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Happy Valentine's Day

It’s hard not be impressed by a Film like Happy Valentine’s Day. A visual fx showpiece from commercial directors (and brothers), Andrew and Remy Neymarc, it’s a sumptuous feast for the eyes—a sweeping single take “oner” told in slow-motion…backwards. In fact, it’s so stunning that it was able to get the directing duo representation from WME. And, now they are currently writing their first feature.

Happy Valentine’s Day is the kind of short that could only exist now, a product of the computer generated age. As the camera moves from set-piece to set-piece, rotating around city streets and soaring into the sky, it’s, undoubtedly, striking to watch. But, is its brilliance the result of great storytelling or just mind blowing CGI wizardry?

Honestly, I don’t really have an answer to that question. The cynic in me wants to rage against its CG glossiness. It’s beautifully crafted, no doubt, but that veneer also prevents it from feeling truly tangible. But, my optimistic side wants to champion its visual ingenuity and creative use of timing and structure to payoff its various reveals. Although the story is relatively thin with broad character tropes, it does manages to sweep you up emotionally.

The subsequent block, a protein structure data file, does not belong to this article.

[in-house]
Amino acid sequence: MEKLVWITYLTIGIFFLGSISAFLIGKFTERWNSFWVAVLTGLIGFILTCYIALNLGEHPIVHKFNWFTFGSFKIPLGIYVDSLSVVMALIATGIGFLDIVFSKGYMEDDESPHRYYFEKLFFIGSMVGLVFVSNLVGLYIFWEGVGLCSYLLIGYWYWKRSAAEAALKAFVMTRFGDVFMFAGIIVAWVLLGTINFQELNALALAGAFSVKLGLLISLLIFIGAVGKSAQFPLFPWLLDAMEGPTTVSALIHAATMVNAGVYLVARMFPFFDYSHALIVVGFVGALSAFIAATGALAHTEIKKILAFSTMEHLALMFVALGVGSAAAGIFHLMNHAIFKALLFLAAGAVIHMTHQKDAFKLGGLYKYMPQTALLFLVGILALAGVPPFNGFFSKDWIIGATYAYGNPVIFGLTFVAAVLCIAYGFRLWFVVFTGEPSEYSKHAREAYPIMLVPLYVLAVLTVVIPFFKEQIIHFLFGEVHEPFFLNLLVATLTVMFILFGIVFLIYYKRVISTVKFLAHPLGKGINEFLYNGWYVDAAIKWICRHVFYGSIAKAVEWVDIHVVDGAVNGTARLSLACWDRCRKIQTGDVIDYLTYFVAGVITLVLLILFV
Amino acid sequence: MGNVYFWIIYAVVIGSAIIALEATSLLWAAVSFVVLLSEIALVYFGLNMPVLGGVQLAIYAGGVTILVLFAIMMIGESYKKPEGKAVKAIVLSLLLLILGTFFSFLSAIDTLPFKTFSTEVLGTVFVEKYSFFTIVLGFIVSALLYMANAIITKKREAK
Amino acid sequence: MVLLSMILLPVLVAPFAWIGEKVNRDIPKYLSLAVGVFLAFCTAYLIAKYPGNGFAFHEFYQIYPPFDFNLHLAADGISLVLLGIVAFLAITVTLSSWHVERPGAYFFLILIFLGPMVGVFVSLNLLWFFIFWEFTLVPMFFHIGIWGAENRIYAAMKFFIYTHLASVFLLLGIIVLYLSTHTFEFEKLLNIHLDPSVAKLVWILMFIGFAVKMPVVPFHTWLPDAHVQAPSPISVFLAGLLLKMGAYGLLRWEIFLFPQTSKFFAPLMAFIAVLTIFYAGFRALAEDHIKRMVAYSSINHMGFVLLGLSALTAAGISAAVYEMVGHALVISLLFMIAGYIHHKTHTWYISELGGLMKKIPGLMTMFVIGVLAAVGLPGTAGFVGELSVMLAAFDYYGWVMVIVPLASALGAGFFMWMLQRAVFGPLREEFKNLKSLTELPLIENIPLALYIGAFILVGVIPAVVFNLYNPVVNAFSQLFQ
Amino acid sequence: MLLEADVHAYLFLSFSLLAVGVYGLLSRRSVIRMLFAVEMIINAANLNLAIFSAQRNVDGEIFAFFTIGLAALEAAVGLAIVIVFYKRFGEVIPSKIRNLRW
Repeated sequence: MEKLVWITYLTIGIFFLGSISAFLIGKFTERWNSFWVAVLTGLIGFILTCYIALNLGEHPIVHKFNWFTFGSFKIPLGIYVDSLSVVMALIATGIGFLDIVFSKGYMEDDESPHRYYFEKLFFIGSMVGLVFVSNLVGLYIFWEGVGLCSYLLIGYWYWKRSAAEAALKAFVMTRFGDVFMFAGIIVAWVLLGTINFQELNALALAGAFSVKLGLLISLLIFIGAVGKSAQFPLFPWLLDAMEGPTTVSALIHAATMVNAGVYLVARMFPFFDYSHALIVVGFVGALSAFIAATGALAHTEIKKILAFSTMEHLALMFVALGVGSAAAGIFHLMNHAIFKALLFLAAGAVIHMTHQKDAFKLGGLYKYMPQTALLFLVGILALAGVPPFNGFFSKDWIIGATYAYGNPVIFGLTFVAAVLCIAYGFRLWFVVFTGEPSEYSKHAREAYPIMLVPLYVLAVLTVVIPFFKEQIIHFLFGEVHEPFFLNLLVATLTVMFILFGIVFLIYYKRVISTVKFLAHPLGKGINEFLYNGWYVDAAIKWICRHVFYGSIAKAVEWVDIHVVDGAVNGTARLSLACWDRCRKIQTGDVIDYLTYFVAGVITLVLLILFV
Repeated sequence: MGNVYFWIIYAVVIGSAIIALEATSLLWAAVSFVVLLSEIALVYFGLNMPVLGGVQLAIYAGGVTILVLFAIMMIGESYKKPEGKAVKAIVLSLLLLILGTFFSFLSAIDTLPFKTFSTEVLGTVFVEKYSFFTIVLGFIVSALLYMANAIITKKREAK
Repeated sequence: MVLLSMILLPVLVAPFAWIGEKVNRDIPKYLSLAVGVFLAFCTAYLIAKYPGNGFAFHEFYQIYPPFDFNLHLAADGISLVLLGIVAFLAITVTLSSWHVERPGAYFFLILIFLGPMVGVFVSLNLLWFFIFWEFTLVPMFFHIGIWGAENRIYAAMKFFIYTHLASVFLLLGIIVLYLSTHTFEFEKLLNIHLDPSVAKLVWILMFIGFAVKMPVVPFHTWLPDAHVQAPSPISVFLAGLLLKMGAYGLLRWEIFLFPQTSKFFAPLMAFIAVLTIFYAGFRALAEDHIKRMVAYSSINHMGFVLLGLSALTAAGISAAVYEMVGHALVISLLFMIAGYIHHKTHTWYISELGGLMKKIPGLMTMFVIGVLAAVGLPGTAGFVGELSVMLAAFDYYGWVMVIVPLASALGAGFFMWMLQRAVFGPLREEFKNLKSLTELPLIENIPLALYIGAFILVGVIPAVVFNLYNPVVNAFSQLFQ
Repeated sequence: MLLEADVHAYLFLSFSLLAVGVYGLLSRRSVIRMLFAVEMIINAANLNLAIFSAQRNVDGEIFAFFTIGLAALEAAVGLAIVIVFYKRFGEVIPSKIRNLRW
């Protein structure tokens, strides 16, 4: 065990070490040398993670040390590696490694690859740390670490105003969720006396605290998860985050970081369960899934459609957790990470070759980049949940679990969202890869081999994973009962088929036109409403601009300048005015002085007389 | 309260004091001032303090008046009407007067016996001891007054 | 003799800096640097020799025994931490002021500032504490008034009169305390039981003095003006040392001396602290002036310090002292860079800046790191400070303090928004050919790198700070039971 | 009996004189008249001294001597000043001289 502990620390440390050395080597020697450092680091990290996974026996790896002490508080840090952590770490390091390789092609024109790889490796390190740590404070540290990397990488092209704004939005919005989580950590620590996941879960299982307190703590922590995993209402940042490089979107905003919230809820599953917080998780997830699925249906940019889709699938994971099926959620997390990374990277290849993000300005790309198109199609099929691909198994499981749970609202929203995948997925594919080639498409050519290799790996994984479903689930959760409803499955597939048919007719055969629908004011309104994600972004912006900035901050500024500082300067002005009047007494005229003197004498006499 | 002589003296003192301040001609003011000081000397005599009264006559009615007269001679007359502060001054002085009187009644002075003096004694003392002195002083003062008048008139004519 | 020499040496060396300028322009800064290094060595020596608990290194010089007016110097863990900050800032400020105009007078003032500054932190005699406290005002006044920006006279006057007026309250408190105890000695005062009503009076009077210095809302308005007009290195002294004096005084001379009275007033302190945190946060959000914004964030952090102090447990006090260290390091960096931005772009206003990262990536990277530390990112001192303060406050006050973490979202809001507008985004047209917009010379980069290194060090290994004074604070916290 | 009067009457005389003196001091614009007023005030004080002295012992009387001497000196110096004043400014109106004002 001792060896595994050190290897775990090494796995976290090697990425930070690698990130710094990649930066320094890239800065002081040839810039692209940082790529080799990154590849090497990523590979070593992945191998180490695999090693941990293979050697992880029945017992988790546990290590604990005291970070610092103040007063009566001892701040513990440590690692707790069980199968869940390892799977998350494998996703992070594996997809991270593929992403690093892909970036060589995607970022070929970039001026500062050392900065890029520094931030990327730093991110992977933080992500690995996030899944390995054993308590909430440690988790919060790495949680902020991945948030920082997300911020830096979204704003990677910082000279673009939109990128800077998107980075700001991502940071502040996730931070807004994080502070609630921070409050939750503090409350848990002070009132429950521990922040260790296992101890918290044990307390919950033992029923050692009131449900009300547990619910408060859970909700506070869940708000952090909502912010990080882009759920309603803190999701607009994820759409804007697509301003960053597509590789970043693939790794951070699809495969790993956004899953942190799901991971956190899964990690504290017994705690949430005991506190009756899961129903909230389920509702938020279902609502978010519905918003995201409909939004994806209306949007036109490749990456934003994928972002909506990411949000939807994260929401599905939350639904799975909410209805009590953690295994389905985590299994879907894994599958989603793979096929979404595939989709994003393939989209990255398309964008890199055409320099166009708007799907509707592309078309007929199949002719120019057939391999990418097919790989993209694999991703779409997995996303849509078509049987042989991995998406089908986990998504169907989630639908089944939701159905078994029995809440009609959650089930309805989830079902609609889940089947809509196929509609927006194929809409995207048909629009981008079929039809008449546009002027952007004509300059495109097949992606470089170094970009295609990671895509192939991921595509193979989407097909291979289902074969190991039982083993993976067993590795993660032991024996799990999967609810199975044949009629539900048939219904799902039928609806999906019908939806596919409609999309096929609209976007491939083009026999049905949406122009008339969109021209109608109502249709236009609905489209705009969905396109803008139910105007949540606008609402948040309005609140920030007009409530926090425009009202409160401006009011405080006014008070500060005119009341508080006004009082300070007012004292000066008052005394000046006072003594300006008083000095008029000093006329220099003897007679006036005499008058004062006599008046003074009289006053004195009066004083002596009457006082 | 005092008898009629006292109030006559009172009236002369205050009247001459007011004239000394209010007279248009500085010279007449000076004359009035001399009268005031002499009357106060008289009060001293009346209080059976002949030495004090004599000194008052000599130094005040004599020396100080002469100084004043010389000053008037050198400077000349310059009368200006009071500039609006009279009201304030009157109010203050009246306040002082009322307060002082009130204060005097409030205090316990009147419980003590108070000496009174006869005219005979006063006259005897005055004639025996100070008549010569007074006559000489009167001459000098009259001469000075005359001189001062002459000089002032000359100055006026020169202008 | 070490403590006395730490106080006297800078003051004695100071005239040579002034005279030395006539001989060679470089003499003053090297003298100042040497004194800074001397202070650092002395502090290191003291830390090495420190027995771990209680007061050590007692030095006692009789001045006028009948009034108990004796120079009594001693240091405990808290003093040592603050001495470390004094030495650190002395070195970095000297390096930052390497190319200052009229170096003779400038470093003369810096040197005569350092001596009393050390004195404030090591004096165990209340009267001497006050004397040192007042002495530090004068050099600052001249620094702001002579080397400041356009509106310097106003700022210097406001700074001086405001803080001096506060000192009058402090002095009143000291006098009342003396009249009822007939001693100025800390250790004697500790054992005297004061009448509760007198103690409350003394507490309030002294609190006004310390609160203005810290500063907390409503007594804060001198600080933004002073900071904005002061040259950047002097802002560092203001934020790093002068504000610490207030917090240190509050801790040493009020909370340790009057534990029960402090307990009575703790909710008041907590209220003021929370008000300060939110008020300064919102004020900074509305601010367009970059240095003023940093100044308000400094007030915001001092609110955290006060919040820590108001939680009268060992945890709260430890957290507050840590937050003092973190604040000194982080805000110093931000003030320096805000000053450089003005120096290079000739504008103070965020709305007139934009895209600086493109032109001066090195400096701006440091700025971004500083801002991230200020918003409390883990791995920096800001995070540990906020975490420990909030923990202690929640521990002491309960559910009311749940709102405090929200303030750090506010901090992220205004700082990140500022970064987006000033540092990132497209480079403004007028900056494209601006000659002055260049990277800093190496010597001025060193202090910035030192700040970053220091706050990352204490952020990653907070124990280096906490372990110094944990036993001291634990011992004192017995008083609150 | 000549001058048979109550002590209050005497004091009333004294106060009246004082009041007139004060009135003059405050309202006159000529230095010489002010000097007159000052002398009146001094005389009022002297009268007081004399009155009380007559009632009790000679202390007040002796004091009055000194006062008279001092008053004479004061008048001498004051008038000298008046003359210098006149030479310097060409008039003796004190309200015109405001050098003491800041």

At Short of the Week, our unofficial curatorial motto has always been “narrative first.” But, occasionally, we give into our lizard brain’s need for some much needed eye candy. Happy Valentine’s Day may not be deep. But, it’s the best cinematic frosting you could ask for. That might be a recipe for disaster if it were, say, a feature film. But, at five minutes, the sugar high of beautifully rendered wordless wonder lasts just long enough before a stomach ache has time to creep in.

Beyond that, though, the Neymarc Brothers and their talented cast and crew should be commended for putting together such a technically difficult film using somewhat moderate resources. The entire film was shot in a small green screen studio space!

One of the film’s producer, Sarah Verstraete, relates to Short of the Week more about the technical process:

“Months of pre-production were spent calculating where the camera would start and end for each sequence to maximize the space and time we had on set so that the transitions would be seamless. Our transitions were made thanks to the completely virtual CG New York City street we modeled, textured and animated from scratch. We killed ourselves building that CG intersection over the course of six months, with only three artists. To properly integrate our real actors into this virtual environment, we custom-built a 360-degree green-screen ‘arena’ (see our ‘making-off’ video), which enabled us to control many aspects of the lighting and background. We knew it was going to be a tremendous technical challenge so we established all of the details down to the millimeter at the animatic stage during our pre-production.”

Happy Valentine’s Day went on to screen at Siggraph in LA and Amarcort in Italy. And, of course, it definitely turned the heads of more than a few Hollywood execs. We’re excited to see how the Neymarc brothers can translate their polished technical craft into bigger studio fare.

This post first appeared on Watch The Best Short Films | Short Of The Week, please read the originial post: here

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Happy Valentine's Day


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